City advised to reduce project design spending
THE City of Winnipeg could impose strict criteria for when a project warrants a detailed design, following concerns it has spent millions exploring projects that don’t get built.
“It’s city practice to do… functional designs, which are detailed designs of major infrastructure projects. And those things are done in advance of having funding for (the project). As a result, we have a number of them on the books that are designed but they’re not funded,” said Coun. Matt Allard.
“We have several projects that have a lot of merit and several projects that should be built, if we had the money. However, if you add them up, it’s clear as day that we don’t have the funding.”
Allard, who is council’s public works chairman, is calling for city staff to study the idea of putting conditions in place before money is spent on a functional design. He believes each project should have a class five (quite preliminary) cost estimate and a minimum of 40 per cent of its total price included in Winnipeg’s five-year capital budget forecast to qualify for that design.
Allard’s motion calls for future functional designs to include a 30-year forecast of operating and maintenance costs for each project, as well as an assessment of how it will affect the city’s tax base, including the impact of properties acquired to make room for it.
If public works agrees, the report would also explore options to have city staff to manage functional designs inhouse, without turning to consultants.
“I’m trying to get more information on the table and I would like us to not spend money until we know that there’s a political desire to pursue a project,” said Allard.
He estimates the city has spent several million dollars in recent years on consultant studies for major projects that remain unfunded, indefinitely postponed or cancelled. That includes $1.25 million to design a widening and grade separation for Marion Street. That project was abandoned in 2016, largely because its $566-million price was deemed too expensive, said Allard.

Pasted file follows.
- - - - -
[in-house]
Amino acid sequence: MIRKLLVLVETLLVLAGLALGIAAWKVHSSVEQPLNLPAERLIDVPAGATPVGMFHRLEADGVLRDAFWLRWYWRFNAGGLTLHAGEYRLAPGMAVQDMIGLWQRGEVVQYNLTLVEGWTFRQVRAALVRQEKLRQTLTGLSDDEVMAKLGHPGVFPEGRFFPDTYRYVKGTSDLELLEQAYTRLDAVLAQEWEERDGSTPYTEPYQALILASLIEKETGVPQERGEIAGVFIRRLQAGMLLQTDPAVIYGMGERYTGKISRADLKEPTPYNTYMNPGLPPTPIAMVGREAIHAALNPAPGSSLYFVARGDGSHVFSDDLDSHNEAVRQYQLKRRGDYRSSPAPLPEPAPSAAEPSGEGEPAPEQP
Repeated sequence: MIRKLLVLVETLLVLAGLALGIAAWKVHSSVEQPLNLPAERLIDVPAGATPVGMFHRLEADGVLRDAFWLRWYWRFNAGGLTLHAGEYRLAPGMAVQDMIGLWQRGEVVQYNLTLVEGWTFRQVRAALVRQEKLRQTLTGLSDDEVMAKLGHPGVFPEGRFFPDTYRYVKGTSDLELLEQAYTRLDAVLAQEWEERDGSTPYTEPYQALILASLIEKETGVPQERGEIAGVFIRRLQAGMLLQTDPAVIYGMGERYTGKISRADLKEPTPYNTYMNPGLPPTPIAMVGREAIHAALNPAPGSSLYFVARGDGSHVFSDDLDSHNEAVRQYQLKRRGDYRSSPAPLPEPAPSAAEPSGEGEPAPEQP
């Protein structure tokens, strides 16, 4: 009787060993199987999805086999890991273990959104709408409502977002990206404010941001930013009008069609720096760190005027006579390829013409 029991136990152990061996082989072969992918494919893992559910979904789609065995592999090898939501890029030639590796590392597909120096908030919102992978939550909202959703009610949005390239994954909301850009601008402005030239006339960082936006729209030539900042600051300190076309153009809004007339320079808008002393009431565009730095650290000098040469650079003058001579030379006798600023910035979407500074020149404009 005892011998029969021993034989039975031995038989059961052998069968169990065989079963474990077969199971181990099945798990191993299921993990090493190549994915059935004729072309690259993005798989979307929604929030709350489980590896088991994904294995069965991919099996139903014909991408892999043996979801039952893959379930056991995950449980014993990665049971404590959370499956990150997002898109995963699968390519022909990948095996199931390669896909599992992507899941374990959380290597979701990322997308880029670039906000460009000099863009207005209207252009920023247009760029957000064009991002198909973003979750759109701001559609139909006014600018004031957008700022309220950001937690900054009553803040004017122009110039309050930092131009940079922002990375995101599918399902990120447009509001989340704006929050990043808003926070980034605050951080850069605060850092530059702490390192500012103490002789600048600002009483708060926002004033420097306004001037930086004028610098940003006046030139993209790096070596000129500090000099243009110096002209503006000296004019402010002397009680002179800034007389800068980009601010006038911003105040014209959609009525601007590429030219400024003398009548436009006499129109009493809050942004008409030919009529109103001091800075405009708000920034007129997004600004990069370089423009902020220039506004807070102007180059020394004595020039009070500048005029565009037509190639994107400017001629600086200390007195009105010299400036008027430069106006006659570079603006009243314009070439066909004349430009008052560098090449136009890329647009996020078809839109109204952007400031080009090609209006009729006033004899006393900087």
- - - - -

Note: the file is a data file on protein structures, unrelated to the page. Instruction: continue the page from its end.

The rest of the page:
“I think (these proposed changes are) tightening up our processes so that we don’t spend money before
we need to do so,” Allard told his colleagues on the Riel community committee just before they approved the motion on Tuesday. “Why not save millions of dollars, do the political work and then actually build something?”
The councillor told the Free Press additional design work on the William R. Clement Parkway, Arlington Bridge, Kenaston Boulevard and Chief Peguis Trail cost a combined $7.9 million, while the related projects have yet to be pursued.
In an email, city spokesman Kalen Qually said the public service will review Allard’s specific motion.
However, Qually said functional and preliminary design studies are needed to develop cost estimates that are “suitable for budgeting purposes.”
He said such work often can’t be completed by city staff. “Many functional designs require specialized engineering expertise that may not exist within the public service. In addition, internal staff resources are not available to undertake the investigations necessary to develop many of these projects,” said Qually.
The statement cautioned against deeming the functional design spending to be a waste.
“Preliminary work may be completed well ahead of construction so it’s difficult to say certain projects won’t be completed,” he said.
The public works committee will consider Allard’s motion on June 9.